And to think I got conned into seeing that awful Narnia film while I didn't see this film with my girlfriend because it looked too childish.

Arg, I really saw the wrong movie...
Thank you Catholic League for piquing my interest [Wink]

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Synesthesia
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quote:
Originally posted by Mucus:
Man, an anti-religious AND anti-Christian movie?

And to think I got conned into seeing that awful Narnia film while I didn't see this film with my girlfriend because it looked too childish.

Arg, I really saw the wrong movie...
Thank you Catholic League for piquing my interest [Wink]

That is what I do not get about the Catholic League. Most folks have probably not read or heard of this series, but when they gripe about it like that, it just draws their attention to them and makes everyone curious about it.
There has to be a way to just let stuff one doesn't agree with exist without calling for boycots and the like, but I have been trying to avoid things that frustrate me like certain essays and stupidly broke that resolve.

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Scott R
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Boycotts are useful for building a platform for dialog. It's not the boycott itself that gets things done, but the discussions that ensue after the boycott is announced.

CT-- I love that you remembered that. I stand by it. I'll be interested to see how Hollywood goes about watering down the anti-Authority elements.

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Dagonee
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quote:
There has to be a way to just let stuff one doesn't agree with exist without calling for boycots and the like, but I have been trying to avoid things that frustrate me like certain essays and stupidly broke that resolve.
Why? I could just as easily say that there has to be a way to just let stuff one doesn't agree with exist without writing fantasy trilogies targeting that stuff. It's not as if Pullman isn't trying to criticize certain aspects of religion in the books. He is, and he is subject to such criticism in return.

Here's the Catholic League's press release on the subject:

quote:
Catholic League president Bill Donohue discussed the league’s reaction to the upcoming movie, “The Golden Compass”:

“New Line Cinema and Scholastic Entertainment have paired to produce ‘The Golden Compass,’ a children’s fantasy that is based on the first book of a trilogy by militant English atheist Philip Pullman. The trilogy, His Dark Materials, was written to promote atheism and denigrate Christianity, especially Roman Catholicism. The target audience is children and adolescents. Each book becomes progressively more aggressive in its denigration of Christianity and promotion of atheism: The Subtle Knife is more provocative than The Golden Compass and The Amber Spyglass is the most in-your-face assault on Christian sensibilities of the three volumes.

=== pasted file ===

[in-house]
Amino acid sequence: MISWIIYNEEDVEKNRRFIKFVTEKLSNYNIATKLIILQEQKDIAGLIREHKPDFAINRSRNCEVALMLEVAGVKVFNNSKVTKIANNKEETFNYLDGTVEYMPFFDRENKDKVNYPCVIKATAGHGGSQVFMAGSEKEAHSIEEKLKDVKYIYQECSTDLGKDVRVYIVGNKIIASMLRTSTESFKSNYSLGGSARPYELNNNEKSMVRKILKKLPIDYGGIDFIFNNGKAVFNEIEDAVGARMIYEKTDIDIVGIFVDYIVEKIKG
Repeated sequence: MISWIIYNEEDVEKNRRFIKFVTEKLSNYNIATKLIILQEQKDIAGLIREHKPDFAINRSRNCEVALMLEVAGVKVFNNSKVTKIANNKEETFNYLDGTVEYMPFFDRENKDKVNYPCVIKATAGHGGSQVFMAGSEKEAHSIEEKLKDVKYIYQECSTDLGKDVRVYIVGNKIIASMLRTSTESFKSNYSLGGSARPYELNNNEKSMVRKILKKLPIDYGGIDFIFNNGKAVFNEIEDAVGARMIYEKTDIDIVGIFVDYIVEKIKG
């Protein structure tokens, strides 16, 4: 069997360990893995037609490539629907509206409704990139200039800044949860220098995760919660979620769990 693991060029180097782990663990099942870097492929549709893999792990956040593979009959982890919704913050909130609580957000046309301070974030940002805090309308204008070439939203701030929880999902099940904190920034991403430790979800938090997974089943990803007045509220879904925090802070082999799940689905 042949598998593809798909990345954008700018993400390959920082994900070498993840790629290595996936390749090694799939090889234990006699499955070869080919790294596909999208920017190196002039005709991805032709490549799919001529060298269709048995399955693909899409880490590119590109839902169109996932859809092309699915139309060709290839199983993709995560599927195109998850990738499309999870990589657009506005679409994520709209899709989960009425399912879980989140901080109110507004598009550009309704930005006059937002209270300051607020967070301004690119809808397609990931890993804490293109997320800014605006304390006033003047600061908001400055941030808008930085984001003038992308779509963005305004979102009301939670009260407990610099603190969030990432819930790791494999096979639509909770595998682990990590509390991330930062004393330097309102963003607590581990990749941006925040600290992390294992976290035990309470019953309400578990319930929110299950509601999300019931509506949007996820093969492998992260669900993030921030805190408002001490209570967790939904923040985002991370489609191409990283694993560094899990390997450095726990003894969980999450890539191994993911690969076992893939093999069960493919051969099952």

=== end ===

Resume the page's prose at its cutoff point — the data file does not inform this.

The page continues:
“Atheism for kids. That is what Philip Pullman sells. It is his hope that ‘The Golden Compass,’ which stars Nicole Kidman and opens December 7, will entice parents to buy his trilogy as a Christmas gift. It is our hope that the film fails to meet box office expectations and that his books attract few buyers. We are doing much more than hoping—we are conducting a nationwide two-month protest of Pullman’s work and the film. To that end, we have prepared a booklet, ‘The Golden Compass: Agenda Unmasked,’ that tears the mask off the movie.

“It is not our position that the movie will strike Christian parents as troubling. Then why the protest? Even though the film is based on the least offensive of the three books, and even though it is clear that the producers are watering down the most despicable elements—so as to make money and not anger Christians—the fact remains that the movie is bait for the books. To be specific, if unsuspecting Christian parents take their children to see the movie, they may very well find it engaging and then buy Pullman’s books for Christmas. That’s the problem.

“We are fighting a deceitful stealth campaign on the part of the film’s producers. Our goal is to educate Christians so that they know exactly what the film’s pernicious agenda really is.”

More:

quote:
The Catholic League wants Christians to stay away from this movie precisely because it knows that the film is bait for the books: unsuspecting parents who take their children to see the movie may be impelled to buy the three books as a Christmas present. And no parent who wants to bring their children up in the faith will want any part of these books.
It's not so much a traditional boycott aimed aimed changing the target's behavior but a warning.

Pretty much the same kind of warning Pullman makes against the Narnia books.

I just wonder if the criticism in the brochure is as inaccurate as Pulman's criticism of Narnia (for example, Susan never was at the stable, so she doesn't turn away from it. Nor is there any indication as to whether she ultimately is saved.